You sit straight up, gasping for air. Your phone says it’s still the middle of the night, but you feel wide awake with a fast heart rate. Too soon, the alarm goes off to start the day. You feel as though you haven’t slept at all, and your overwhelming anxiety kicks in right away. You have to get the kids ready for school and get to the office in time for an important meeting. Little stresses bother you more than they probably should, and you know it’s going to be a rough day. Does this sound familiar?
You could have sleep apnea, a condition where the facial tissues block airflow, interrupting your breathing and causing your body to panic in order to resume breathing. Another likely side effect of sleep apnea is that your brain’s activity is interrupted, affecting your mood and thinking patterns. But how could sleep apnea and anxiety be connected? Can you address both problems with one treatment? Read on to find out!
The Spiral of Anxiety and Sleep Debt
Although researchers have not found concrete proof that sleep apnea causes anxiety or vice versa, there is an obvious, undeniable correlation between the two. More than half of patients diagnosed with sleep apnea have some form of depression or anxiety or other mood disorder. Plus, a common symptom of anxiety is insomnia, which sleep apnea sufferers also often experience.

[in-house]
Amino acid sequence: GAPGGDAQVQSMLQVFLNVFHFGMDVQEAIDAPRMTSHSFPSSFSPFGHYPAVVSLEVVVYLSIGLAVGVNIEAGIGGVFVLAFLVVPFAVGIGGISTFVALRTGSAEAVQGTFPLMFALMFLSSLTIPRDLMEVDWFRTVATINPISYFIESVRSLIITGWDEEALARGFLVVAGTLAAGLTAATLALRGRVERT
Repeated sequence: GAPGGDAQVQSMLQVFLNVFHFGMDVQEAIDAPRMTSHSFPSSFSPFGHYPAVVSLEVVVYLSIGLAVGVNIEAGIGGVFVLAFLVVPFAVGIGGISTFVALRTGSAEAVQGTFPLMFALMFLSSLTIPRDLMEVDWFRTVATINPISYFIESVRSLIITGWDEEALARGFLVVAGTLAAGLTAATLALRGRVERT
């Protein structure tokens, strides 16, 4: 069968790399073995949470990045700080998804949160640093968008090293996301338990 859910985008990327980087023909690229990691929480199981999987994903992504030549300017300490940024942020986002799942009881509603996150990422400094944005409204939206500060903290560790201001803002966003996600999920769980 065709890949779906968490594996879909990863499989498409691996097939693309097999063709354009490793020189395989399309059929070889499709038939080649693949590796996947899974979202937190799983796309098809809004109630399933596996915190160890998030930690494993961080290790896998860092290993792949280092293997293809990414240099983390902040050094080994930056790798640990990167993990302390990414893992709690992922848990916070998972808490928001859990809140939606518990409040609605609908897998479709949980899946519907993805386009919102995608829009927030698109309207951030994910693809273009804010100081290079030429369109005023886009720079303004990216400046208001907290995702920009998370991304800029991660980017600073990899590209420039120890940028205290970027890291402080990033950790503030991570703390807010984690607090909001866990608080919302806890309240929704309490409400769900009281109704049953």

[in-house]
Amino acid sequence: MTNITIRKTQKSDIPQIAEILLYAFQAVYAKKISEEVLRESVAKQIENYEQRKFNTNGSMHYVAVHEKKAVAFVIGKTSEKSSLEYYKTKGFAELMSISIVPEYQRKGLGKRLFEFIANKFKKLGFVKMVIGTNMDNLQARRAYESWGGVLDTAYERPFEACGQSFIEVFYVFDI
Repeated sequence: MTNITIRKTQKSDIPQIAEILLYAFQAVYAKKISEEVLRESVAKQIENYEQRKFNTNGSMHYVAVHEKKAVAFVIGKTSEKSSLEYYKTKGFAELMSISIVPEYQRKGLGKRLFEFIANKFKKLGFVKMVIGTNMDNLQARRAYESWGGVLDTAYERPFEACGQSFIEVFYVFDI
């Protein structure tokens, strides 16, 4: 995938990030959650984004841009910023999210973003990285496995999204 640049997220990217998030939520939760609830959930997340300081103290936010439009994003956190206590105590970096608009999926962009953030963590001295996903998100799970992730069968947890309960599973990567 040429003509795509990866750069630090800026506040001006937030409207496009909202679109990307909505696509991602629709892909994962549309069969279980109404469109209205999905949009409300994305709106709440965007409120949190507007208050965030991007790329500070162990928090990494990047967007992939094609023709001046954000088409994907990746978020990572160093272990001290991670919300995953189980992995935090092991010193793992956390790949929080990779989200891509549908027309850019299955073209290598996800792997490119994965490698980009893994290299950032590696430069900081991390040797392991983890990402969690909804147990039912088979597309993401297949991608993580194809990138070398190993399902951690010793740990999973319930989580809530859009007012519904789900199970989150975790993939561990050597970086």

When you’re unable to achieve deep, restful sleep, you enter what is commonly called sleep debt, which complicates your ability to cope with stress. On the other hand, feeling overly anxious can prevent you from relaxing enough to sleep peacefully throughout the night. Needless to say, they can aggravate each other!
Getting Out of the Spiral
It’s difficult to say for sure that treating one problem will fix the other. However, it just makes sense—when you feel more rested, you can better control your mood and emotional reactions. By treating sleep apnea and getting higher quality sleep, your brain can better heal and process the stresses of the day. In some cases, seeking psychological help with anxiety is still necessary, but addressing sleep apnea could help make the situation better.
Fortunately, treatment for this serious condition can be quite simple. In most cases of sleep apnea, a qualified dentist can provide an oral appliance that opens the airway, allowing you to have uninterrupted sleep. As a result, you can feel better prepared to tackle whatever the day brings your way.
In the end, if you have sleep apnea and struggle with anxiety, it’s worth the time and effort to address your sleep apnea so that you help to set yourself up for success in overcoming anxiety. It may not cure you from feeling anxious all the time, but it could reduce your symptoms and help you lead a more fulfilling life.
About the Practice
At Brooks Dental, our five dentists are concerned about more than just your teeth. We focus on your overall health as well, which is why we offer sleep apnea treatment through oral appliance therapy. Although CPAP machines are commonly prescribed for sleep apnea, we find that custom oral appliances are more comfortable and less imposing. To learn more about sleep apnea treatment, you can contact Brooks Dental and schedule an appointment online or by calling the Winthrop office at 617-846-1811.